"Being told to 'smile' or 'cheer up' is just the tip of the iceberg."
In recent years campaigners and women's rights activists have worked hard to push for the criminalisation of public sexual harassment. As a result, in 2019, the UK government recognised street harassment as a form of gender-based violence- a significant step.
Since then, progress has been slow but steady and has included continued work and campaigning from Our Streets Now, Everyone's Invited, and Plan International- including campaigns such as; I Say It's Not OK, #CrimeNotCompliment, to name a few.
On July 21st 2022, the UK Government published their 'Public sexual harassment consultation.' The purpose of the consultation is to determine whether there are any gaps in the law that need to be filled to cover public sexual harassment if a new law is needed, and if so, whether the options the Government have set out are appropriately modelled. Finally, if there are any non-legislative actions, the Government could take alongside or instead of creating new legislation.
There are currently various offences under the law able to catch 'a range of types of public sexual harassment behaviour' states the consultation. These offences have served as a method of prosecuting public sexual harassment for the past 25 years or more.
However, the recent rise in campaigning for awareness of the issue has not prompted a rise in the number of people coming forward to report incidents.

These statistics are from a recent report by the APPG for UN Women; Prevalence and reporting of sexual harassment in UK public spaces.

  • A staggering 70% of women in the UK say they have experienced sexual harassment in public
  • 97% of women between the ages of 18-24 had experienced sexual harassment in public
  • Only 4% of women reported the incidents 96% chose not to report
The report gave the reasons why 96% of the women decided not to report the incident. The most common reason was "they didn't think the incident was serious enough to report".
In light of these findings, some might say that public sexual harassment is already illegal, as it is covered (case dependent) under the current law, and instead of new legislation, we need better education around how to report incidents or more incentive for people to come forward.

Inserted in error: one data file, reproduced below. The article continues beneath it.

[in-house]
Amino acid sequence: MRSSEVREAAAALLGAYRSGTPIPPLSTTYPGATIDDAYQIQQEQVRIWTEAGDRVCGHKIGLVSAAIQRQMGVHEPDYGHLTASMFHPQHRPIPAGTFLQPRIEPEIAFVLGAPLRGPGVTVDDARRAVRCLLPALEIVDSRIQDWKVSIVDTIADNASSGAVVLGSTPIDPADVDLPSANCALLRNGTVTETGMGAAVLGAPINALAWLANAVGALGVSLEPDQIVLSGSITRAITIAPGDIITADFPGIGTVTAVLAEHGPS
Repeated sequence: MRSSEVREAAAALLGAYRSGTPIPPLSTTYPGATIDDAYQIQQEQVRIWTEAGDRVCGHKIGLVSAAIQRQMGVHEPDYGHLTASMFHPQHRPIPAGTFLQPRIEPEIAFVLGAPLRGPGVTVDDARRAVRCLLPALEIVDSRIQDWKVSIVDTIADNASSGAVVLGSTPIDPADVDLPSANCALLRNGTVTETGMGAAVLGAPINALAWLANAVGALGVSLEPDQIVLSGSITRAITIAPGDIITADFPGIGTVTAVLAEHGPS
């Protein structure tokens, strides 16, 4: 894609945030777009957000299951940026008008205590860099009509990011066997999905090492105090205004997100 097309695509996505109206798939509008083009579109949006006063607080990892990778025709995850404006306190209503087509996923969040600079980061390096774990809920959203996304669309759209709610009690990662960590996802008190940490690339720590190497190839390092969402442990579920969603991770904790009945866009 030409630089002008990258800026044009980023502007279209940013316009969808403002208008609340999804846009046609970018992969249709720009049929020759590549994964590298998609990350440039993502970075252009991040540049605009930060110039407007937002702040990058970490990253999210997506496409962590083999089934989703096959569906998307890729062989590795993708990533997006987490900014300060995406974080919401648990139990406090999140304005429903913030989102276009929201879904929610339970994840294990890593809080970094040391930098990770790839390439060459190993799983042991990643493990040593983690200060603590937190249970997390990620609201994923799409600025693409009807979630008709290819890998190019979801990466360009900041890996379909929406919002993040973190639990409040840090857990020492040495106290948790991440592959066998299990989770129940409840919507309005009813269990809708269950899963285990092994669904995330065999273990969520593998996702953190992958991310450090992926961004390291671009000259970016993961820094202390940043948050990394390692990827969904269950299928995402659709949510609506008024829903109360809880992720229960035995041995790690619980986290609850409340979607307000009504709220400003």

But we disagree. We think that in order for women to feel confident in reporting incidents, we need to consider all forms of public sexual harassment serious enough to report. It is tempting to say that they aren't all as bad as each other, and some are easier to brush off; however, when you do say that, you assume that everyone is equally traumatised by the same things, and you open the gate for other forms of abuse.
We think the current legislation isn't fit for purpose because of similar assumptions. It relies on predetermined definitions and limitations of "obscene language" and "immediate fear of violence" that don't always recognise gendered violence as real or severe enough.
Recognising and understanding the range of public sexual harassment, from non-verbal (staring) to physical assault (groping) is difficult even for those who experience it. For those who have not experienced public sexual harassment, a stranger telling you to "Give us a smile" and someone exposing themselves to you on the street might seem impossible to connect under the same umbrella term as public sexual harassment- some might even call the former a compliment.
The disparity in seriousness we attach to forms of harassment is logical. It mirrors how we treat public sexual harassment as a human rights issue, and sexual assault is a criminal offence.
In the past, these legal distinctions have supported, inadvertently, the acceptance and normalisation of public sexual harassment. This is because of a previous lack of understanding of the realities of women and girls who experience violence against women and girls (VAWG).
"If you look at the pyramid of sexual violence," says Eliza Hatch, "you can see how stares turn into comments, which turn into catcalls, which turn into unwanted touches and so on and so forth. It would be a very different story if being told to "cheer up" was the worst that ever happened to marginalised folk, but sadly this is not the case. Being told to "smile", is just the start of a long, long list of unwanted advances."
Eliza Hatch (@elizahatch) founded Cheer Up Luv after being told to "cheer up" by a stranger in the street back in 2017. Her male friends dismissed the experience as a "compliment", and she felt inspired to prove them wrong.
© ELIZA HATCH. sylvie
Eliza realised that not only was the issue completely normalised but there was a huge lack of awareness surrounding it. So she began taking portraits of her friends in public places and posting the photos on Instagram.
"Each location reflects the testimony of harassment," says Eliza, "empowering survivors by turning a negative memory into something positive. But most importantly, taking back control of the experience and reclaiming the space.
Since 2017 Cheer Up Luv has grown as a platform and has expanded into new mediums. Above all, Cheer Up Luv is a project which aims to empower survivors while tackling the normalisation surrounding sexual harassment.
Understanding the connection between harassment and gendered violence is important for everyone to stop normalising public sexual harassment. Hopefully, with a bespoke legislation for public sexual harassment, we will be on our way to making our streets safe for women and girls.
If you would like to learn more about the current and proposed legislation covering public sexual harassment, you can read and respond to the government's consultation, which is open until the 1st of September 2022.